Years ago, in Northern Spain, I visited Altamira, now a World Heritage Site, though it has taken me time to appreciate what it was that I saw.

I have seen disputes on the age of these depictions.  The current theories for Altamira are between 14,000 and 18,000 years.  The caves with prehistoric art in France are estimated as older, even up to 35,000.  This is not, of course, the oldest prehistoric art.

At the time I visited the cave at Altamira, the tourist side of things seemed quite rough and ready.  We were handed torches and began the walk into the depth of the cave.  The distance between the mouth of the cave and the paintings has been the forum of much speculation.  Theories point to the ritual use of these paintings.

We were told to lie on our backs and shine the torches onto the low cave roof above us.  The first thing that struck me was the rich colouring of these depictions.  Then too, use had been made of bulges in the rock to suggest the bulkiness of the animals.  Acute accuracy of observation and yet a certain measure of expressive stylization blend to make these portrayals memorable by any standards.  This artistry has seldom, if ever, been attained again.


More discoveries have been made.  The cave at Blombos in the Southern Cape is still in the process of yielding things that have astounded archeologists.  Geometric engravings have been estimated at 80,000 years and art implements —  ochre powder in sea shells — have been estimated at 100,000 years.

How many “Altamira’s” wait to be discovered?

© Will van der Walt

Les Semboules, Antibes

November, 2018



Wikipedia Altamira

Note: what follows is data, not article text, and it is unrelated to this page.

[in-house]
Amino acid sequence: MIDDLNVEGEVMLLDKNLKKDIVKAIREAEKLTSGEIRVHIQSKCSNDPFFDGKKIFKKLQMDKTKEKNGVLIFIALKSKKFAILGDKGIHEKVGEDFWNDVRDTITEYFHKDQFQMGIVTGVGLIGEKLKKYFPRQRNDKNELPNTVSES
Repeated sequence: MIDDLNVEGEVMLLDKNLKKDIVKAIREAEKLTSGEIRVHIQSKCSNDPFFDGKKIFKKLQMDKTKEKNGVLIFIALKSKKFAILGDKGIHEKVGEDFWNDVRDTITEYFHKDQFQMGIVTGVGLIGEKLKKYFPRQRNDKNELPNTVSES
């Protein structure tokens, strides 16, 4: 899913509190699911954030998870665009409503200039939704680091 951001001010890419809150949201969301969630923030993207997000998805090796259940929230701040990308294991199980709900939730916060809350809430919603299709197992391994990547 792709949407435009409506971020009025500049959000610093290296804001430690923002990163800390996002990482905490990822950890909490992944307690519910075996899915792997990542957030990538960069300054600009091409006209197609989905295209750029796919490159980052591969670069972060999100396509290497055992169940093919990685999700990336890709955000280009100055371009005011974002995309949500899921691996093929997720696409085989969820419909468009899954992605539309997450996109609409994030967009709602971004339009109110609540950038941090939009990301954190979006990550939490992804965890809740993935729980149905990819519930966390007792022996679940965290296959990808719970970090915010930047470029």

other images – sources lost







Will will travel

I am a part of all that I have met

Ek is deel van alles wat ek ontmoet het

Je fais partie de tout ce que j’ai rencontré

Είμαι μέρος όλων αυτών που έχω γνωρίσει

Soy parte de todo lo que he contrado

Ich bin ein Teil von allem, was ich getroffen habe

나는 내가 만난 모든 것의 일부이다.

Sono parte di tullo quello che ho incontrato

Ik ben onderdeel van alles wat ik heb ontmoet

Namibia from space


I am a part of all that I have met; 

Yet all experience is an arch wherethro’ 

Gleams that untravell’d world whose margin fades 

For ever and forever when I move. 

How dull it is to pause, to make an end, 

To rust unburnish’d, not to shine in use! 

From Ulysses by Alfred, Lord Tennyson, 1833


© Will van der Walt

Les Semboules, Antibes

October, 2017



The earth




Space Panorama NASA 1969






It has been years since I went to Plaza de Toros in Madrid for a bull-fight.  My partner refused to go — “I can’t sit and watch that cruelty”,  she had the three of us know.  But I went, telling myself that it was out of curiosity.  All my life I’d heard of this and, like flamenco music, the bull-fight is Spain.

I watched the bull enter, swinging his great horned head this way and that, as if in wind, searching out the enemy.  Then, the picadors, some on horseback, wound the bull by opening his back for the sword ultimately to enter.  And last of all, the matador, an image of refined defiance.

What I remember was his balletic agility, lifting himself just out of the reach of the points of those searching horns, horns as agile as he is.  He was an unforgettable combination of grace and daring, facing death each moment in the eyes of the bull.  He took two or three thrusts of his sword before the bull, literally, symbolically, sank to its knees.

How do I now, years later, reconcile myself to that cruelty?  It is the message of the brutality, the timeless poetry of it — two forces, the one dark, primeval, and the other lithe and evolved; the one brute, the other, a refined spirit.  It is the clash of nature and culture; a rush of opposites.  The event will keep burgeoning for me.  It took me years to understand why I did not, and cannot, condemn bull-fighting.


© Will van der Walt

Les Semboules, Antibes

September, 2017


Images by Pablo Picasso


Sagrada Familia – from another world

The first time I prayed in a car, was when the mad Persian (a.k.a. Iranian) sardined the four of us onto the backseat of his plush Mercedes and in full tilt chased through the dense traffic of Barcelona to the cathedral of Sagrada Familia.  On arrival I was still at the Amen, when the mad Persian hounded us up one of ornamental towers of the still-under-construction cathedral.  I didn’t count the steps, but I suspect it must have been over three hundred.  The view of the city was misty and magnificent.